To fill this gap of knowledge, we conducted a cross-biome field survey of 435 soil samples taken from 87 locations across five continents, thereby encompassing a wide range of ecosystem and climate types. Our goal was to examine relationships between microbial diversity and biomass in soil and their consequences for ecosystem functions, and to identify the dominant environmental factors that control these relationships across biomes. Our survey included information on bacterial and fungal diversity (from amplicon sequencing methods) and biomass (i.e., phospholipid fatty acids, PLFA), combined with environmental data associated with multiple soil abiotic properties, climatic properties, and vegetation attributes. We focused on bacteria and fungi because they constitute the most diverse and abundant microbial communities on Earth.
Material and methods
Field survey and soil sampling
Field data were collected between 2016 and 2017 from 87 locations across nine countries and five continents (Supporting Information Fig. S1). These locations include a wide range of soil, vegetation (including cold forests, dry forests, forblands, grasslands, moss heaths, shrublands, temperate forests, tropical forests, and croplands), and climate (tropical, temperate, continental, polar, and arid) types. Sampling was designed to obtain wide gradients of edaphic characteristics. Field surveys were conducted according to a standardized sampling protocol . In each location, we surveyed a 50 × 50 m plot. Five composite soil samples (five soil cores/sample; 0–10 cm depth) were randomly collected within 50 × 50 m plots of each location under the various dominant plant species of that ecosystem type for a total of 435 samples in this study . Our approach was explicitly designed to account for within-plot heterogeneity in microbial diversity and biomass by including five soil composite samples within each of the globally distributed 87 plots. Plant material was removed from soil samples before sieving. Three parallel transects of 30 m, spaced 25 m apart, were added. The cover of perennial vegetation was measured in each transect using the line-intercept method . Plant cover ranged between 0 and 100%. Following field sampling, soils were sieved (<2 mm) and frozen at −20 °C for microbial analyses. Other soil fraction was air-dried for chemical analyses.
Soil chemical and physical analyses
For all soil samples (n = 435), we measured electrical conductivity, pH, texture (clay plus silt content), available P (Olsen P), and soil organic C (SOC) content as % (soil C hereafter). Soil properties were determined using standardized protocols described elsewhere . Soil pH was measured in every soil sample with a pH meter, in a 1: 2.5 mass: volume soil and water suspension. Soil texture (% of fine fractions: clay + silt) was determined according to Kettler et al. . Total N was obtained using a CN analyzer (LECO CHN628 Series, LECO Corporation, St Joseph, MI USA). SOC content ranged between 0.1% and 38%, available P between 0.5 and 72 mg P kg−1 soil, pH between 3.8 and 9.1, and the % of clay + silt varied between 0.3% and 86%, respectively.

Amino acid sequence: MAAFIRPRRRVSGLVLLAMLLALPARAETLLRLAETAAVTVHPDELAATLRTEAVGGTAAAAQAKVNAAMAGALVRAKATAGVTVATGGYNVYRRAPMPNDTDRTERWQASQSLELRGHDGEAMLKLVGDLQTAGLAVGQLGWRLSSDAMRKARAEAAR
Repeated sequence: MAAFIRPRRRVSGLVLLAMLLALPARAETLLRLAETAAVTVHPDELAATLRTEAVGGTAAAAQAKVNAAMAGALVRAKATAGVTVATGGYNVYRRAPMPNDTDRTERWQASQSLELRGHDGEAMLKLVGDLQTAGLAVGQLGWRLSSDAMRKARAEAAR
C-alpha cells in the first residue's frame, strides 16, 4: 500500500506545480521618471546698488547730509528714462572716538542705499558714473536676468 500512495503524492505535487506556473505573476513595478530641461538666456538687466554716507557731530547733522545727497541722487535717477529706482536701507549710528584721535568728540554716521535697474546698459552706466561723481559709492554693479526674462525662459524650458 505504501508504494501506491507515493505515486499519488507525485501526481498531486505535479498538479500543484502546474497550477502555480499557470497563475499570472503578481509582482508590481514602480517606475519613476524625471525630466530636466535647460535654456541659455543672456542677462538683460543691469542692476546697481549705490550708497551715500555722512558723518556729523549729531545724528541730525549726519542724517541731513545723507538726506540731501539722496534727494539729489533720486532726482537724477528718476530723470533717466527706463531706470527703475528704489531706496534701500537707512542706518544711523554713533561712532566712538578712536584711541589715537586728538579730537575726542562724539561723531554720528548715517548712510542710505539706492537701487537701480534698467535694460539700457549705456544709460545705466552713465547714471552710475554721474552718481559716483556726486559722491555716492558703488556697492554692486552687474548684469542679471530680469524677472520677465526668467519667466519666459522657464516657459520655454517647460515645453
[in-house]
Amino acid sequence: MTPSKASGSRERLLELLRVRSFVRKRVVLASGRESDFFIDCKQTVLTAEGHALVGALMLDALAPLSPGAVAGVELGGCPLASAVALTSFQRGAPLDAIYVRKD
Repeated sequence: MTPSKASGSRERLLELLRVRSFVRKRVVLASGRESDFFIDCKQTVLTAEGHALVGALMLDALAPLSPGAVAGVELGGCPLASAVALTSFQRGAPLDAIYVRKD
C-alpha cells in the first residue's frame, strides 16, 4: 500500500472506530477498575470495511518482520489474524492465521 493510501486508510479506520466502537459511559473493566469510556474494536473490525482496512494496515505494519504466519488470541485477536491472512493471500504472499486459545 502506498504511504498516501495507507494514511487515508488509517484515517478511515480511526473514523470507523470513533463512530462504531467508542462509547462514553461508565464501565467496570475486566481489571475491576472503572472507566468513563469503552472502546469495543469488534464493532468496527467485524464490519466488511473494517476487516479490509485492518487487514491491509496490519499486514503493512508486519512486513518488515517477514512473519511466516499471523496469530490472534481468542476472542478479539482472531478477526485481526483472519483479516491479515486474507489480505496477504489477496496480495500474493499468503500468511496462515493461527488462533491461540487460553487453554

Microbial biomass and respiration
Soil microbial biomass of each soil sample (n = 435) was estimated from PLFAs extracted from a 0.5 g freeze-dried subsample, by using the method described in Bligh and Dyer  and modified by Buyer and Sasser . The extracted fatty acid methyl esters were analyzed on an Agilent Technologies 7890B gas chromatograph with an Agilent DB-5 ms column (Agilent Technologies, CA, USA). The fatty acids selected to represent bacterial biomass are the PLFAs i15:0, a15:0, 15:0, i16:0, 16:1ω7, 17:0, i17:0, a17:0, cy17:0, 18:1ω7, and cy19:0, and the fatty acid representative of fungal biomass is the 18:2ω6 [41, 42]. Soil microbial respiration rates were determined on a composite soil samples per plot (n = 87) by quantifying the CO2 released during 16 days from 1 g of soil sample incubated at 28 °C and 50% of water holding capacity in 20-ml glass vials in the dark, after a 1-week pre-incubation . We are aware that only one fatty acid (18:2ω6) is usually selected as indicator of fungal biomass, while it can be also originated from other eukaryotic cells (i.e., plants). However, several studies have highlighted that this fatty acid is often well correlated with the fungal marker ergosterol [43, 44].
Soil microbial diversity
The diversity of soil bacteria and fungi was analyzed through amplicon sequencing (Illumina MiSeq). A total of 10 g of frozen soil samples were cooled using liquid nitrogen and ground using a mortar and pestle. Soil DNA (n = 435) was extracted using a DNA Isolation Kit (Powersoil, MoBio Laboratories, Carlsbad, CA, USA). A portion of the bacterial 16S and eukaryotic 18S rRNA genes were sequenced using the 515F/806R and Euk1391f/EukBr primer sets [45, 46], respectively. Analyses of bioinformatics were carried out with QIIME , USEARCH , and UNOISE3 . Phylotypes (i.e., Amplicon Sequencing Variants, ASVs) were identified at the 100% identity level. The ASV abundance tables were rarefied at 5000 (bacteria via 16S rRNA gene) and 2000 (fungi via 18S rRNA gene), respectively to ensure even sampling depth. The diversity (richness) of soil bacteria and fungi was determined from rarefied ASV abundance tables. Before conducting statistical modeling, we also ensured that our choice of rarefaction level, taken to maximize the number of samples in our study, was not obscuring our results . Rarefaction curves are showed in Fig. S2. Before conducting statistical modeling, we ensured that our choice of rarefaction level, taken to maximize the number of samples in our study, was not obscuring our results. Thus, using the samples with the highest sequence/sample yield, we tested for the impact of different levels of rarefaction on belowground diversity. Importantly, we found highly statistically significant correlations between the diversities and community compositions of soil bacteria (rarefied at 5000 vs. 18,000 sequences/sample) and fungi (rarefied at 2000 vs. 10,000 sequences/sample), providing evidence that our choice of rarefaction level did not affect our results or conclusions (r > 0.98; p < 0.001 in all cases). Microbial diversity data, but not PLFA results, were utilized in an earlier study aiming to study the evolution of soil microbial communities in global chronosequences .